It’s an Ill Wind that Blows…

… and her name is Hanna.

Hanna is wandering around the Caribbean right now, seeing the sights and touring all the beaches. But the long range forecast indicates there is a good chance that she is going to swing North and come up the Eastern Seaboard, possibly making landfall near Savannah, Georgia. There are still a lot of IF’s and BUTs in the forecast, but my local TV weatherman advised his viewers to keep an eye on this storm. So if I miss a few posts later this week, Hanna’s probably the reason.

Here’s an interesting article about Medtronic‘s new pacemaker that is designed to be able to function correctly during and after an MRI scan. MRI stands for Magnetic Resonance Imaging, and pacemakers do not get along with MRI scanners.

MRI scanners do their thing by placing you inside of a giant electromagnet. Your pacemaker, of course, is made of metal. Not only that, but when the Pacemaker Tech adjusts the setting of your pacemaker, she uses a magnet to do it.

So it doesn’t matter how tall we are, pacemaker patients don’t get to ride the MRI scanner. I found this out when my Cardiologist mentioned that I needed to to be evaluated for a heart transplant.

Transplant?!?! Apparently the look on my face was priceless, as she quickly added that everyone received an evaluation, and it was easier to do it when everything was going well. So I went down to the Transplant Unit.

“We’ll do a physical exam, a 12 lead EKG, a stress test, and do an MRI,” the program assistant told me.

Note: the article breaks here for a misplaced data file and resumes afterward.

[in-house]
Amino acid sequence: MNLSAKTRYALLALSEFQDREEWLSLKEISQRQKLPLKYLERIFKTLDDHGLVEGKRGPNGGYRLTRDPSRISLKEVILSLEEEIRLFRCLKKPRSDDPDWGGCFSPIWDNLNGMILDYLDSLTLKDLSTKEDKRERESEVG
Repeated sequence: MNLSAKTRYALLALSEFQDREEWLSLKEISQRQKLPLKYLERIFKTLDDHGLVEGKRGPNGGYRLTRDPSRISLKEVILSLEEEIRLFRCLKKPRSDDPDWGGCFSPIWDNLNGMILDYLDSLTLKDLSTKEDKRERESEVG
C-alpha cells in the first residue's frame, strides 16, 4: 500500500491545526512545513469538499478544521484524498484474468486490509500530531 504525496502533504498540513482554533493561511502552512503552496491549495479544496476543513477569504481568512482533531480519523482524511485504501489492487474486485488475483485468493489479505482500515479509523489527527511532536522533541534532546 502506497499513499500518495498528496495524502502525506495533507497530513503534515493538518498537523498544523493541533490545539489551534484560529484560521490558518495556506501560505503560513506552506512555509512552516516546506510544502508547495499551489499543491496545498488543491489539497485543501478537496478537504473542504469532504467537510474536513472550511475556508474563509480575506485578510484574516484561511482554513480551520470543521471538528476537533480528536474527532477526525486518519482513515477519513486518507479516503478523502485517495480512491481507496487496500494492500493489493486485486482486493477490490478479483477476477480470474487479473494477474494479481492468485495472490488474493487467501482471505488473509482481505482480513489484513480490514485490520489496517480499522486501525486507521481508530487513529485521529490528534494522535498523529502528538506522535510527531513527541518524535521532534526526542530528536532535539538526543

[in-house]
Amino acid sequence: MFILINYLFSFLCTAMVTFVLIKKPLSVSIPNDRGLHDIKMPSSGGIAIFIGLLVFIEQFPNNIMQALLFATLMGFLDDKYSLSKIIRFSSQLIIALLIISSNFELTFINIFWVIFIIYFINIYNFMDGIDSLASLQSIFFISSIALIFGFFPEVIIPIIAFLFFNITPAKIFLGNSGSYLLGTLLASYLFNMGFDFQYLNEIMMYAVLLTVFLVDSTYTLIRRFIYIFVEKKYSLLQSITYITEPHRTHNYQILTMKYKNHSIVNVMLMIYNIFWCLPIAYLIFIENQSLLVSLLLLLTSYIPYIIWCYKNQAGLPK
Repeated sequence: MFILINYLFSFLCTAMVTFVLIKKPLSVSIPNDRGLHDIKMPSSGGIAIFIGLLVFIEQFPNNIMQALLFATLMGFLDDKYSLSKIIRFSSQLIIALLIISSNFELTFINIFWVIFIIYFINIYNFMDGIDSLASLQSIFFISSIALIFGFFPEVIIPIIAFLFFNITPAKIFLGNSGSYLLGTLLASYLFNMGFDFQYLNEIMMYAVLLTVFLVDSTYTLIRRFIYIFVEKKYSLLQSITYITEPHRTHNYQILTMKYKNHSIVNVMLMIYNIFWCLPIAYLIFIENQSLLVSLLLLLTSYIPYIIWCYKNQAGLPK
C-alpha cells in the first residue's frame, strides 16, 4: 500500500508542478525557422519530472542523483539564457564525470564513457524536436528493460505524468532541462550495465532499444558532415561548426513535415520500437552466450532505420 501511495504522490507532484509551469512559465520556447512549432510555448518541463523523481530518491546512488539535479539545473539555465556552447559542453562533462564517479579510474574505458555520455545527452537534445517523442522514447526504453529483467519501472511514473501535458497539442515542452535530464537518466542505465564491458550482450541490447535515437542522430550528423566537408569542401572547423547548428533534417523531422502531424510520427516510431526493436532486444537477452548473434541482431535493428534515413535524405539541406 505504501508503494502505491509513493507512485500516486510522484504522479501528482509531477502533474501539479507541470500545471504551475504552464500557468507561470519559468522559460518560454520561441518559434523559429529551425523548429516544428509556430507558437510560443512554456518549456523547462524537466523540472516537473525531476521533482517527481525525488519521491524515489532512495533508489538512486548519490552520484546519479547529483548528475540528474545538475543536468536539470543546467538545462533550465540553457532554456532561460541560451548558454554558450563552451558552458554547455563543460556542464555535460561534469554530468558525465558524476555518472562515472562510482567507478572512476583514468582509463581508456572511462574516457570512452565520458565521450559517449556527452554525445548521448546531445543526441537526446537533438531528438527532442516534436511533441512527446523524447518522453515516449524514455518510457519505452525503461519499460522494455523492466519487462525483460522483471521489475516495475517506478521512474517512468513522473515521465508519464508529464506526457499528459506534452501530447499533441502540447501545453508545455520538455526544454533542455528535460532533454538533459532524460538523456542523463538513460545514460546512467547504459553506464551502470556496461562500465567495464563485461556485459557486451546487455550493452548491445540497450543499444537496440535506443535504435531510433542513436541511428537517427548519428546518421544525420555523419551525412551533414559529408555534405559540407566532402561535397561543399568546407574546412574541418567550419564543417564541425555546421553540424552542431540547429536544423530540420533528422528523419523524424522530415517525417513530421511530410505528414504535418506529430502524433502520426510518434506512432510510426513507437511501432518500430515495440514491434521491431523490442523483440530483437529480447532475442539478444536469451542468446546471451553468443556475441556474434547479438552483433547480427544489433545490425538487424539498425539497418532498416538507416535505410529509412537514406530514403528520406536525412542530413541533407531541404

“Sorry, Miss, I have a pacemaker,” I responded.

“Someday a smart person will figure out how to make a pacemaker out of wood,” she said, rolling her eyes.

So instead of the MRI, they did an ultrasound on me. And since the Transplant team also wanted an ultrasound of the prospective patient’s liver, they did that test at the same time.

Your cadiac ultrasound looks good, they reported to me a week later. But there is a “spot” on your liver.

Say what?

Yes, a spot. Or a shadow. Or something. We aren’t sure what.

OK, I said, what do we do about it?

We wait a month, and then we do another ultrasound. Once we determine if it has changed, we’ll know more. Until then, try not to worry.

I swear, I try not to worry… but I won the Silver Medal in the Worryathon at the last Olympic Games. (I lost to  a Russian, who was slightly more paranoid than I am.) As always, the worst possible outcome jumped into my mind: the Big C.

Finally the month was up and it was time for the second ultrasound. The doc reported some good news: My spot was in exactly the same place it was a month ago. Maybe it is a spot, or a shadow, or just the way my innards are put together. But it’s pretty much harmless. They’ll do another ultrasound in 5 years to make sure it isn’t up to no good.

Maybe by then, I can get inside of the MRI Scanner!

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